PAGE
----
Back on Monday from Madeira: three days walking the levadas - the irrigation channels that cling to the Madeiran hillsides - and three days just pottering around. Bananas grow everywhere along with lots of other exotic fruit: custard apples, mangoes and the like.
The levadas are stunning. The smell of mimosa and eucalyptus. Agapanthus and a dozen other exotica. The quiet and the views!
It did seem as though we were in something of a floating old people's home - most of the hotel guests were 50+ and willingly shephereded to tour buses for 'exciting' excursions every day. The hotel manager offered a jacketted reception and we could play bridge on Thursday night.
We avoided all that (it was my first time on a proper package holiday) and did our own thing - local buses up into the hills, swim in the 30's style lido mid-morning, then got our own breakfast on the lawn. We were self-catering in a much more attractive building than the rest of the hotel (no matter how many stars it has). We also went to a mildly dire recital of piano duets given by two hatchet faced Hungarians.
Restaurant food was pretty awful (tho we were on a budget). They practise the unsubtle art of vegetable massacre every evening in the Funchal kitchens. Broccoli and spuds boiled beyond recognition to an amorphous, mushy pulp. The main fish comes from very deep down - the scabbard is an ugly looking brute with one great glassy eye that stares up at you from the fishmonger's slab.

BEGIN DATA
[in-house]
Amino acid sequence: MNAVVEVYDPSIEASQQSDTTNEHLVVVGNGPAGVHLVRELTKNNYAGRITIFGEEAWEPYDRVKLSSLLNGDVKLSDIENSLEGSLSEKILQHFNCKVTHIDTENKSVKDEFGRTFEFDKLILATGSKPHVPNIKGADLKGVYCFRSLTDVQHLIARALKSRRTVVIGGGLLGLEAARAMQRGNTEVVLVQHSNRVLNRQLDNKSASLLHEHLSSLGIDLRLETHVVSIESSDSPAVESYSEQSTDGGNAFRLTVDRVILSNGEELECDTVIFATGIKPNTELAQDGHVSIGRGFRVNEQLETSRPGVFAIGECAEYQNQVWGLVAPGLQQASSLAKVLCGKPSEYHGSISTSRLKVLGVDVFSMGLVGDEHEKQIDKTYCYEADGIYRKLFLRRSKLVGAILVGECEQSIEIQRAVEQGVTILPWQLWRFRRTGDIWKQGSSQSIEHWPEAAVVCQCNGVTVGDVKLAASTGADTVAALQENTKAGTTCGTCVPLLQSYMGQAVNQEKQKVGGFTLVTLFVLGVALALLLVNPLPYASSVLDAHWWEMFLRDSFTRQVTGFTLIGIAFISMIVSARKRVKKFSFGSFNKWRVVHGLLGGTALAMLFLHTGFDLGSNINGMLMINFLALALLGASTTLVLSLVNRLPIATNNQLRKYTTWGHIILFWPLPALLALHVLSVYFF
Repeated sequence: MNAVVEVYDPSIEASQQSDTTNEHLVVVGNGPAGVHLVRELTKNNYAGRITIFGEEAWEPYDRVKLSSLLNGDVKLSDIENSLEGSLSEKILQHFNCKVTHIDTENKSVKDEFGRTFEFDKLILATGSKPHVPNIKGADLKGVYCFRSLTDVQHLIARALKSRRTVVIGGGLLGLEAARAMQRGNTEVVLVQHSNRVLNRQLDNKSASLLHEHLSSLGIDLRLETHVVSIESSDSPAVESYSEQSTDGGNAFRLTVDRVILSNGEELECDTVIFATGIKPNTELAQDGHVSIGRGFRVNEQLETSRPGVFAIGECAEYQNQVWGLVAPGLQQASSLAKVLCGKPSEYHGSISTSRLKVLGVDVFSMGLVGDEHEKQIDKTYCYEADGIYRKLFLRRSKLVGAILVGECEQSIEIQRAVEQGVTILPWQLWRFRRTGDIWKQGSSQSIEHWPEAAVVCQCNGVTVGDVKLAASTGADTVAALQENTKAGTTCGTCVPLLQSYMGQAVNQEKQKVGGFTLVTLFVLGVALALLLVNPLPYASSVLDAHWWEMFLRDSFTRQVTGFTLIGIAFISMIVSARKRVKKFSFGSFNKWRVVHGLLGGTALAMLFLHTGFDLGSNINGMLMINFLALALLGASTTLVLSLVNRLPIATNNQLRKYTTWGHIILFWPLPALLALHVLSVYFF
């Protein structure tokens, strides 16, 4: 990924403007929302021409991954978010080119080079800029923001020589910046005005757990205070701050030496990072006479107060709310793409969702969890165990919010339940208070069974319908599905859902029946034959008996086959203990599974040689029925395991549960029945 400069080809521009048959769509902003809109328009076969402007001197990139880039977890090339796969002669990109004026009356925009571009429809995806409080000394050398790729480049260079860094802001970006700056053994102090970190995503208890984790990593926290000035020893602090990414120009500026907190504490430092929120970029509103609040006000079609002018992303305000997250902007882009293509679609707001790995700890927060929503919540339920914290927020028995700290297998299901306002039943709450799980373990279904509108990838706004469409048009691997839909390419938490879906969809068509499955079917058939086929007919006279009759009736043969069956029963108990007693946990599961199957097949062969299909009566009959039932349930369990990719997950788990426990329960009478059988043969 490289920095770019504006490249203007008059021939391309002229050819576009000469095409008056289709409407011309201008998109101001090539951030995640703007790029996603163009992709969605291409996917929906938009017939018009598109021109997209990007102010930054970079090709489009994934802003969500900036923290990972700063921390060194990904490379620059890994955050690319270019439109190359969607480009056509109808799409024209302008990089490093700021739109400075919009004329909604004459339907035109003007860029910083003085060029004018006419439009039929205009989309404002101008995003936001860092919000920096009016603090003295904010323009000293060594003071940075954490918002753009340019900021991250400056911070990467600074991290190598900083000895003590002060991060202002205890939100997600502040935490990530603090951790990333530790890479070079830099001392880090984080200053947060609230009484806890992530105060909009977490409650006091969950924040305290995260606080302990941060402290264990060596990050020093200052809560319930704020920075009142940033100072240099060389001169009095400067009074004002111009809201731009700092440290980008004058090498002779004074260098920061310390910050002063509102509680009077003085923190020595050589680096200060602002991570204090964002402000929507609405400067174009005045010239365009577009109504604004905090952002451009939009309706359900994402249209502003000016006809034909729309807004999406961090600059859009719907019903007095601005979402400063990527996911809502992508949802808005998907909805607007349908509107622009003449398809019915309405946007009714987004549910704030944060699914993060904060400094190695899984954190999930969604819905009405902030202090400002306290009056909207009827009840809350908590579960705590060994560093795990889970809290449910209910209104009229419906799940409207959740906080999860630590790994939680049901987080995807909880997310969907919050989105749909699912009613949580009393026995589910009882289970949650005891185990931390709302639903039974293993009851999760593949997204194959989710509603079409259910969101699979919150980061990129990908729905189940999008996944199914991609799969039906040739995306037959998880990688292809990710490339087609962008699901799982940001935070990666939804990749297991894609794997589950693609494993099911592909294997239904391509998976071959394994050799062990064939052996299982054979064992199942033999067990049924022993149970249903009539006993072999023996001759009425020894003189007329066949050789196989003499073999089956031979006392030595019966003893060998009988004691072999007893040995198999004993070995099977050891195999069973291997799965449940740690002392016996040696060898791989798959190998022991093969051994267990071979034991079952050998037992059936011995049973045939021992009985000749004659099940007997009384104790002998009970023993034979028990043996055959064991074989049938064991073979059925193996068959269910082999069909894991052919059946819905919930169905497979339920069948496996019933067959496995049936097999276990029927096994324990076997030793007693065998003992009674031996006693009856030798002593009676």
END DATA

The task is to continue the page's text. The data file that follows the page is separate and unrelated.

The only relief came in a restaurant where the vegetables where treated with proper respect. To the accompaniment of great bunches of flowers and Albinoni.
We had one meal on a restaurant boat by the harbour that used to be owned by the Beatles. We were also unceremoniously chucked out of a desperately posh hotel - Reids - because I was wearing (smart) sandals and Marc brown corduroy trousers. Later we ate 'english cake' - Madeira cake - best covered in jam - at our hotel - 'your home from home' as they excruciatingly style themselves.
In the market there is a great bustle of fruit and veg, huge red huge hunks of tuna, and the scabbard fish. I bought one of the peculiar coarse wool mountain balaclavas the locals still wear. Many are still very poor - in spite of the million of EU money spent on roads and the like. And on Sunday we went to an almost medieval country fair in a village high in the hills.
We went round the Madeiran wine cellars, walked to the botanic gardens and were picturesquely pushed in a kind of snowless sledge down the hill from Monte by two gnarled old gents old enough to be our fathers.